The Harry and Jeanette Weinberg Foundation, hailed a year ago as a trust that might one day give away up to $45 million annually, distributed only $1.8 million to charities in 1990.
Although the foundation had record assets of $743,664,514 at the end of its fiscal year in February, its donations were less
than 10 percent of its 1989 gifts, when it had an estimated worth of $650 million.
Meanwhile, the foundation chose, for the most part, the same charities selected in 1989: The Associated: Jewish Community Federation of Baltimore, which received $1,724,000; United Way of Central Maryland and Lackawanna Co. (Pa.); and 19 charities in and around Dyersburg, Tenn., where the foundation owns a factory that makes grenade parts. The foundation matches contributions from factory employees.
New recipients included the Fuel Fund of Central Maryland, the Hawaii Food Bank Inc., in Honolulu, and the Rotary Foundation.
But it was the size of the donations that apparently dismayed and disappointed some local charities, said a staff person at the attorney general's office, where foundation tax forms are filed.
When Harry Weinberg died Nov. 4, 1990, most of his billion-dollar estate was willed to the foundation he created in 1959 in his and his wife's name. At the time, it was anticipated that the foundation would make charitable contributions totaling $30 million to $45 million a year to groups serving the poor and needy.
But that expectation was based on a common, somewhat simplistic view of theIRS code governing private foundations. According to that widely held belief, a foundation must give away 5 percent of its net assets annually.
However, the seven-page tax code, known as section 4942, sets such thresholds, said Dom LaPonzina, a spokesman for the IRS. Instead, it requires that "qualifying distributions" -- which may include the cost of running the foundation -- be the greater of a foundation's adjusted net income or minimum investment income.
Additional rules make it almost impossible for anyone outside the foundation or the IRS to determine exactly how the formula applies to the Weinberg Foundation. The IRS cannot discuss individual returns. The trustees did not return calls to their office yesterday.
Weinberg, a self-made man, was secretive and reclusive. Born in Eastern Europe in 1908, he grew up in a poor neighborhood in southwest Baltimore. He made his fortune in real estate, first in Baltimore and then Hawaii, where he eventually resettled.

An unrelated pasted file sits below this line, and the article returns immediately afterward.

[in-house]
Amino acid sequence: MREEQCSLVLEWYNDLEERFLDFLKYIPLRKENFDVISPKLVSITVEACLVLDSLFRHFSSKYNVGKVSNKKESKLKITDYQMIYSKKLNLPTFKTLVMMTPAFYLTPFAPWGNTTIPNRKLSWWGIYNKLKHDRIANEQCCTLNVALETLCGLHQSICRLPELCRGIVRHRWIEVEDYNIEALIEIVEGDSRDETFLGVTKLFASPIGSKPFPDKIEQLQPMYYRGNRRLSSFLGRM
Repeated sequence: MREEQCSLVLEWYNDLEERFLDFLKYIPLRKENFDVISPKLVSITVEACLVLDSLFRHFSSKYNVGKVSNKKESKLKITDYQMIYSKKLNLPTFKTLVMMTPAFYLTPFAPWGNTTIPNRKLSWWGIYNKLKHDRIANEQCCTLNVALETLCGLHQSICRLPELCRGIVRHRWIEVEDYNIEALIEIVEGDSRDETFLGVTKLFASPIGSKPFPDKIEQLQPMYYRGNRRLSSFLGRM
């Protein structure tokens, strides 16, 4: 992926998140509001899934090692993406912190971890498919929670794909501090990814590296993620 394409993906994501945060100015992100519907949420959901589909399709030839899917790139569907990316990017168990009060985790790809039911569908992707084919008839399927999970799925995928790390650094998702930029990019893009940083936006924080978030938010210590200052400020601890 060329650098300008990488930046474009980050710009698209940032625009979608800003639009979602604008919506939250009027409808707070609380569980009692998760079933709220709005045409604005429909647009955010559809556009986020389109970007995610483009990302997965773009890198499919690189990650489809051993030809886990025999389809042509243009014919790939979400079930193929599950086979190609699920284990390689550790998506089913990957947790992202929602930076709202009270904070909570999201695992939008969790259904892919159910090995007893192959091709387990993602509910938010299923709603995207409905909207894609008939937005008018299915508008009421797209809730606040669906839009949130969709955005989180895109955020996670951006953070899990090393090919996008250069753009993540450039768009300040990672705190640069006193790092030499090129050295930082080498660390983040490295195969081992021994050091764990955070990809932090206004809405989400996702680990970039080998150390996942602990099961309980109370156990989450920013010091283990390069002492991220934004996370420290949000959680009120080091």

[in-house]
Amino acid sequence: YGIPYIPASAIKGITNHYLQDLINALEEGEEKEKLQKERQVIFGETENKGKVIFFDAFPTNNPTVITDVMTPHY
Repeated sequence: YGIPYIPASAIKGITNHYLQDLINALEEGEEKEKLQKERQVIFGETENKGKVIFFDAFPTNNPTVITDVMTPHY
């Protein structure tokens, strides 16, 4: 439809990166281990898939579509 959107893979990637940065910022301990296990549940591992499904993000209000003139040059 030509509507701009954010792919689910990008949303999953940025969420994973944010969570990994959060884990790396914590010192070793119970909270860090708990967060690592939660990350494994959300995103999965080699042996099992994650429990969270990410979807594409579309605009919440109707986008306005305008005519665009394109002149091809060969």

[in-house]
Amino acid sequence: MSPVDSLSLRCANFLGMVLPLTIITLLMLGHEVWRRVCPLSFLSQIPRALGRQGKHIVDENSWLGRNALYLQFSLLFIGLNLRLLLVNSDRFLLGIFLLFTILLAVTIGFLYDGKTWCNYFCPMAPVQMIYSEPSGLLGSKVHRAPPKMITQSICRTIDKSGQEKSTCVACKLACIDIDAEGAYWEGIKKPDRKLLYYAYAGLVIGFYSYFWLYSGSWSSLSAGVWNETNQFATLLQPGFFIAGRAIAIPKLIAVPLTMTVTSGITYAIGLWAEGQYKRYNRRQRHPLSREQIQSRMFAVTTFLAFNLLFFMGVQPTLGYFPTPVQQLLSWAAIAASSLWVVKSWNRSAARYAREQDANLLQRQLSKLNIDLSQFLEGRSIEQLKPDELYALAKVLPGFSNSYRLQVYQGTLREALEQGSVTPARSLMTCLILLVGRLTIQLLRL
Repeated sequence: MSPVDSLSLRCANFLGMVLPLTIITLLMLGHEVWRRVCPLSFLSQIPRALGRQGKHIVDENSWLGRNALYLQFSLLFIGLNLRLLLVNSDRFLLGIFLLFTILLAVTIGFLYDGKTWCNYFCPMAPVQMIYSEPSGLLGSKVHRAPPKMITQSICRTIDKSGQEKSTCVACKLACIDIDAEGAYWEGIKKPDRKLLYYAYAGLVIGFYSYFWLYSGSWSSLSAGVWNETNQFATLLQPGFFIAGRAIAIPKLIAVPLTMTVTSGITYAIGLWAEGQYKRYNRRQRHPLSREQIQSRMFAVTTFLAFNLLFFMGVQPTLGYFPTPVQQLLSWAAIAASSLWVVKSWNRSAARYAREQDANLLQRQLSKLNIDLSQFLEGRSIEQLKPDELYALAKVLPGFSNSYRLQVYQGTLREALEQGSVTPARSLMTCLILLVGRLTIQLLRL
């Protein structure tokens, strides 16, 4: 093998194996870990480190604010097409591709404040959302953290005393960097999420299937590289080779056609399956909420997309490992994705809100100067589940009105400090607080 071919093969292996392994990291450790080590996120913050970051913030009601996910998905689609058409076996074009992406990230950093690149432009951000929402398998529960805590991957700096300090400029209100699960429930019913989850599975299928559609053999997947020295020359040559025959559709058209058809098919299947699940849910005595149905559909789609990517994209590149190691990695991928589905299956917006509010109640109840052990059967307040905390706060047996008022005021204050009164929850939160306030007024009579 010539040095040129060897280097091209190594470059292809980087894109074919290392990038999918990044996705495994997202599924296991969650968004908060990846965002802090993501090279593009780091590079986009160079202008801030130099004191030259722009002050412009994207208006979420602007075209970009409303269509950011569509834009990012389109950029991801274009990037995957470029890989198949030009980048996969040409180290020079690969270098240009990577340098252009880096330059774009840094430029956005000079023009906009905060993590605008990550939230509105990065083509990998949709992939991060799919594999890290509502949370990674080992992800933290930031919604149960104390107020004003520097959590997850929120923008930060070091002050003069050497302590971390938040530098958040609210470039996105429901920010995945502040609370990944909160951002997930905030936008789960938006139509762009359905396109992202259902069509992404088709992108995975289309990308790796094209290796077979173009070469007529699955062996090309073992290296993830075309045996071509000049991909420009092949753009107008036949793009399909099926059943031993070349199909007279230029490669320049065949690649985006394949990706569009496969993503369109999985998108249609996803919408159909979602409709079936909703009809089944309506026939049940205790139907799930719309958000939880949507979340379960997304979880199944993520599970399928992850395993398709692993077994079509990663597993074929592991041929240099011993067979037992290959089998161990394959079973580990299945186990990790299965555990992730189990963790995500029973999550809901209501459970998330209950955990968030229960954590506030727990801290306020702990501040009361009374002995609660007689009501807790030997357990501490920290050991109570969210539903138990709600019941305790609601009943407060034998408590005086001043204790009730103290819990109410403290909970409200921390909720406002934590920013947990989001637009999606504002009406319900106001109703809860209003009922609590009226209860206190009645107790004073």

Until Weinberg died, his namesake foundation attracted little at
tention. It did not accept grant applications or produce an annual report. It didn't even have a listed telephone number.
The foundation still tries to maintain a low profile. But with Weinberg's death, it has been forced into the limelight. Once his estate is settled, the foundation will be one of the 15 largest in the nation.
Internally, it is a modest organization, according to its tax return. Only three directors receive any compensation for their work with the foundation: Bernard Siegel, president, $81,250; Nathan Weinberg, vice president and secretary, $10,420; and Ted Gross, vice president and assistant secretary, $50,003. Administrative costs were $11,500.
Its assets are far from modest. Weinberg's legacy to the foundation includes his vast real estate holdings, a stock portfolio valued at $137 million and bonds valued at $141 million as of last Feb. 28.
Gross runs the office from 3900 Charles St., part of Weinberg's real estate holdings. Although the office has been inundated by mail since Weinberg's death, the foundation still makes it a policy to "pre-select" its charities. It continues to have an unlisted phone number.
One thing has changed since Weinberg's death: the foundation's charter. Under the new conditions, 25 percent of the money distributed must go to Jewish charities serving the poor; 25 percent to non-Jewish groups; and the remaining 50 percent to qualifying groups of any kind. The Associated may not receive more than $2 million in any 12-month period.
There are indications that next year's donations should easily exceed the 1990 total of $1,888,500. Pledged donations to St. Agnes Hospital, Meals on Wheels, the Bais Yaakov School for Girls, Goodwill Industries and other groups total more than $3 million to date.